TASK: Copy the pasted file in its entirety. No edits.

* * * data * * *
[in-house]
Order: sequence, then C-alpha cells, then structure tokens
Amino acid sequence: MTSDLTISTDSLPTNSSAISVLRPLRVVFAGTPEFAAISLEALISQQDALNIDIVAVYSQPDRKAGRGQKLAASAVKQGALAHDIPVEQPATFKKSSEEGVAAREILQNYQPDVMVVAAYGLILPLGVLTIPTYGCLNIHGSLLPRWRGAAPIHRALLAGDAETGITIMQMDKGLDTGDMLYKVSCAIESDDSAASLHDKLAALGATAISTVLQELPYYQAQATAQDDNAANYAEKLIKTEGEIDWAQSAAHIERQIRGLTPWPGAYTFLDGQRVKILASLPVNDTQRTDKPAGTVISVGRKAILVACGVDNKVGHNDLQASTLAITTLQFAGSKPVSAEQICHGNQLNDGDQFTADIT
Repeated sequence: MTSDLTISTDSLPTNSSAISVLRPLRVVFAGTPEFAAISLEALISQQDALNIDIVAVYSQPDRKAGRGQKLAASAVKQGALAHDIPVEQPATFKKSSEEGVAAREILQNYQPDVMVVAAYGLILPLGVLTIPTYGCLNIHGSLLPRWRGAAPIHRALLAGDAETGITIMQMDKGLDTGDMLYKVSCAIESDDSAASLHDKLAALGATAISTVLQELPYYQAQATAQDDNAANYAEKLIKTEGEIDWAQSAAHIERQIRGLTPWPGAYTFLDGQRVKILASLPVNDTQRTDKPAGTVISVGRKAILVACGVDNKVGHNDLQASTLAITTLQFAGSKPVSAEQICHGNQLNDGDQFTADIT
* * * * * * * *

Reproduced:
[in-house]
Order: sequence, then C-alpha cells, then structure tokens
Amino acid sequence: MTSDLTISTDSLPTNSSAISVLRPLRVVFAGTPEFAAISLEALISQQDALNIDIVAVYSQPDRKAGRGQKLAASAVKQGALAHDIPVEQPATFKKSSEEGVAAREILQNYQPDVMVVAAYGLILPLGVLTIPTYGCLNIHGSLLPRWRGAAPIHRALLAGDAETGITIMQMDKGLDTGDMLYKVSCAIESDDSAASLHDKLAALGATAISTVLQELPYYQAQATAQDDNAANYAEKLIKTEGEIDWAQSAAHIERQIRGLTPWPGAYTFLDGQRVKILASLPVNDTQRTDKPAGTVISVGRKAILVACGVDNKVGHNDLQASTLAITTLQFAGSKPVSAEQICHGNQLNDGDQFTADIT
Repeated sequence: MTSDLTISTDSLPTNSSAISVLRPLRVVFAGTPEFAAISLEALISQQDALNIDIVAVYSQPDRKAGRGQKLAASAVKQGALAHDIPVEQPATFKKSSEEGVAAREILQNYQPDVMVVAAYGLILPLGVLTIPTYGCLNIHGSLLPRWRGAAPIHRALLAGDAETGITIMQMDKGLDTGDMLYKVSCAIESDDSAASLHDKLAALGATAISTVLQELPYYQAQATAQDDNAANYAEKLIKTEGEIDWAQSAAHIERQIRGLTPWPGAYTFLDGQRVKILASLPVNDTQRTDKPAGTVISVGRKAILVACGVDNKVGHNDLQASTLAITTLQFAGSKPVSAEQICHGNQLNDGDQFTADIT